While I am somewhat caricaturing these sides of the debate, I do so because it feels to us at NCVO that is how much of the current debate about volunteering and public services is framed. Yet both sides do a disservice to where we already are. The naysayers fail to recognise the extent to which volunteers are already involved in the delivery of services used by the public. In their mirror image, the proponents of civil society risk raising false expectations that an army of volunteers can suddenly replace the people and structures of institutions that have been honed for decades. They fail to recognise the passionate professionalism and commitment of paid staff. In their defence, neither side are well served by the current extent of our knowledge about the role of volunteering in public services, which in my opinion is neither sufficiently broad nor deep, and certainly not sufficiently well communicated. More of that later.

I say all of this because an argument based on public services in crisis might not be the best basis for the debate about the role of volunteering that we think we need. Nevertheless, our world is changing and I think there are longer term arguments about why volunteering needs to play a bigger role. By the way, the last CEO to invoke the burning platform argument didn’t result in it working out well for the staff or the users.

The road ahead: Long-term challenges of social and demographic change

It’s now almost a decade since the crash of 2008. Although public spending initially increased, since 2010 we have lived through a period of constrained public spending, particularly planned spending by government departments (as opposed to annually managed expenditure such as pensions). Local authorities have been particularly squeezed, and will continue to be squeezed as their balance of funding shifts from centrally distributed block grants to locally raised taxes and fees. Local government is actively searching for a different operating model.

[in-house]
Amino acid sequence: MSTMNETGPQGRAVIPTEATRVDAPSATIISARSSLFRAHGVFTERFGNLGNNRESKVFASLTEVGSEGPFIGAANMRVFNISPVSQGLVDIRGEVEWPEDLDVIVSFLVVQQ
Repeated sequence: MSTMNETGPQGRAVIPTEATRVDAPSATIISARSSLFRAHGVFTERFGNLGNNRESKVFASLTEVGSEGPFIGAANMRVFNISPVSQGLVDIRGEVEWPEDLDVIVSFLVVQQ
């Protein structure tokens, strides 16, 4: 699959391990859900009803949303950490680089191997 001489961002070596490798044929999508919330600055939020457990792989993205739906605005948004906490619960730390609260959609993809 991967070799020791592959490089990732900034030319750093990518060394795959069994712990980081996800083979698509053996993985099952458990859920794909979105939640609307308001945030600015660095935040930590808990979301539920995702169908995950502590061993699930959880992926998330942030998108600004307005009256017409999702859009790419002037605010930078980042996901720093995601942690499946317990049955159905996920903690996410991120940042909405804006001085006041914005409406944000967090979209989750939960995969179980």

Just as important as changes in public spending are the increases in demand for public services that result from the UK’s changing demographics and social attitudes. Our population is not only ageing and growing in size, but it is also more diverse and more atomised. There are more single person households, while the increase in social mobility that some of us have benefited from means that we are more likely to be geographically distant from our families. This is building in a greater propensity to use public services.

And as we live longer, and are better able to address acute health issues, we are living longer, but potentially living with more chronic – and expensive – conditions such as diabetes. And we are of course becoming more demanding of the services we receive: public services have become more transactional, with users behaving more like consumers.

Where once talk of an ageing population was the domain of futurologists, and belatedly actuaries, it is now the reality for those delivering public services and those planning their future. This is all placing huge and rapidly rising demand upon our public services. The NHS budget alone will need to rise by 2% every year for the next 50 years, and take a greater share of our national wealth, according to the OBR earlier this week. And the NHS has a level of public support that other services do not. Raising taxes to support better quality services in areas such as policing or libraries may be more difficult to carry politically.